Artistic director, concept: Michèle Murray
Artistic collaborator: MAYA BROSCH, MARIE LECA
Performers: Elodie Fuster Puig, Chengcheng Hu, Marie Leca
Duration: 15 minutes
Photo: Paul Leclaire ©
Premiere: Resilience 2014 Montpellier
Production: Les Chemins de la Culture, Dispositif d’Aide à la création CG 34
Work residencies: Espace Bernard Glandier Montpellier
The ATLAS / STUDIES project consists in an open series of short pieces concerned with body representations and contemporary mythology, resonating with our times.
I am interested in how our bodies incarnate our times, and what they tell us about it
These dance pieces are independent but all are linked:
- Through form, inspired by the study such as one finds in painting or music
- Through content about body representation, modern myths and our time.
The studies can be performed separately as choreographic objects, or one after the other, as an evening-length show. They function like snapshots, oscillating between abstract, narrative and figurative forms, and without a classical beginning or end. Together, these studies form a choreographic and spatial atlas of contemporary bodies and the stories they tell.
ATLAS / STUDY # 1: A piece about oscillation and transformation – of space, time, bodies, identities and images.
PRESS ATLAS / STUDIES
Lise OTT / Midi Libre / June 30, 2016 / An Atlas of sound and fury.
“A series of short pieces about the body and its representation, resonating with our times”: With the two newest pieces of this project of unlimited works, Michèle Murray has not abandoned her goal of a simultaneously abstract and narrative dance. But she has changed her focus.
Encased in a format not exceeding 25 minutes, each work has two to five performers putting their sensations and feelings to the test of the world. And it hots up!
The first study consists in a duel leading up to a trance to the electro beats by composer Gerome Nox, and echoes the spellbinding excitement of clubbing. The second duet, heady and atmospheric, is worthy of a pared down and refined Kamasutra in which the two performers never lose physical contact to each other. In both cases, the pieces are an exercise in which improvisation is subjected to strict rules. The French – American choreographer Michèle Murray was inspired by the style and “stream of consciousness” technique of William Faulkner’s “The Sound and the Fury”, which echoes our times.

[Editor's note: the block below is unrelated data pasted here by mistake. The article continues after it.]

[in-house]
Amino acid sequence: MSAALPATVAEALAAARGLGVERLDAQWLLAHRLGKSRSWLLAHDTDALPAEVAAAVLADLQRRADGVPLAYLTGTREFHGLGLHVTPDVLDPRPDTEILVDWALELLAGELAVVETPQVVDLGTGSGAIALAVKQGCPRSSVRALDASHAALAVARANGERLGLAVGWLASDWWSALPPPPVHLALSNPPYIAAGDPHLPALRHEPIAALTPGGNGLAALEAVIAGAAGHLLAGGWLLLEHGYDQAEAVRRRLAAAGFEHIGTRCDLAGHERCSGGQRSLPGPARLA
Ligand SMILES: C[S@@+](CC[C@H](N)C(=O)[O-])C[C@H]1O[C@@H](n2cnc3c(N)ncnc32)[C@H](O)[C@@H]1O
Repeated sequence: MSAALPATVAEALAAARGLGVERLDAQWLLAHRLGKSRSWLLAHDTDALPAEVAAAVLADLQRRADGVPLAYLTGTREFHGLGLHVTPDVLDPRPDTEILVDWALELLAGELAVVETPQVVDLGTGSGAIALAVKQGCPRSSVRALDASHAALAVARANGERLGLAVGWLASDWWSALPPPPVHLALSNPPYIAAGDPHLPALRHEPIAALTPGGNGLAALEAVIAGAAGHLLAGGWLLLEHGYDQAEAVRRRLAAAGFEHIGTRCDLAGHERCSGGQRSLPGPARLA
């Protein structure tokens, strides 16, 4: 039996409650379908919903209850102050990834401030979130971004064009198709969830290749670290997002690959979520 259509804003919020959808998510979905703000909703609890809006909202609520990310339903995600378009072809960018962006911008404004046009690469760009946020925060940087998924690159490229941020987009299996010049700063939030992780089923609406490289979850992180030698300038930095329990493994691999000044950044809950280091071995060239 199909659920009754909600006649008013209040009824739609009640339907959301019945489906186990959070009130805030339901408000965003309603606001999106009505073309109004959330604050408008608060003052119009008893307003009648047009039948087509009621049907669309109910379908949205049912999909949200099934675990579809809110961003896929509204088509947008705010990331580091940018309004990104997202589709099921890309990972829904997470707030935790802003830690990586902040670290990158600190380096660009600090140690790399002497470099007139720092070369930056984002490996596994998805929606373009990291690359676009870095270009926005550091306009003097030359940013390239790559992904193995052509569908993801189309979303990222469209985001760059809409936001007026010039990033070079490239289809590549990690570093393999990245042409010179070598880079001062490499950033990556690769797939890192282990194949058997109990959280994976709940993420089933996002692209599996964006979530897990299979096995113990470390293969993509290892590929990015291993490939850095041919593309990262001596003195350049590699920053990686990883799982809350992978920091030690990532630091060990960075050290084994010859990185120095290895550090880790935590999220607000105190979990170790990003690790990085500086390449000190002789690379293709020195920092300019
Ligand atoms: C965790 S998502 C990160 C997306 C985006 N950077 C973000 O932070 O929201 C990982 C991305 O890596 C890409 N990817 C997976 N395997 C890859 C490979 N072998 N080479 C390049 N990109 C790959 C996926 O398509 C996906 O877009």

Performed at the “Uzès Danse” Festival in June 2016, these works testify to the choreographer’s wish to battle it out with our era, in keeping with her image as a fighter. She modulates the facets of this combative image through the prism of a choreographic and memory-laden atlas in space, inspired by the eponymous project of art historian Aby Warburg. Often invited to Germany (her Study # 1 was created with students of Cologne’s University for Music and Dance), the choreographer thus reconfigures her own personal atlas without borders.
Cécile GUYEZ / La Gazette de Montpellier / July 13, 2016 / Twisted bodies, angry bodies, bodies in the limelight of a fashion show…Choreographer Michèle Murray scans our carnal envelope in six short pieces consisting in duets and quartets, which are part of her project “ATLAS / STUDIES”, and which were performed in the frame of the “Mouvements sur la Ville” dance festival in Montpellier.
In the first piece, revolt brews in choreographed diagonals of great strides and rock icon postures. A second piece follows, in which two dancers perched on high heels dance like dislocated fashion models. Relationships are reflected in very violent or extremely sensual and gentle “pas de deux”, such as in the male duet in which two bodies seem to roll into each other and become one. In the last piece, explosive and funny, the body itself is the performance space for a battle each person wages against himself, accompanied by the rhythms of exacerbated bases. So what for fitness!
Gérard MAYEN / LA Gazette de Montpellier / July 9, 2015 / In “ATLAS / STUDIES”, a project choreographed by Michèle Murray, one retains the second word in particular. Three short independent pieces are performed one after the other. The first piece consists of trenchant observations in a quartet made up of youthful and suggestive attitudes. This piece is followed by a female duet, in which the dancers share the mysterious effects of support and impact. The male duet ends the evening with stunning entanglements, bodies rolling on the ground and segmented moves which create meaning. All in all, two evenings which display strong commitment.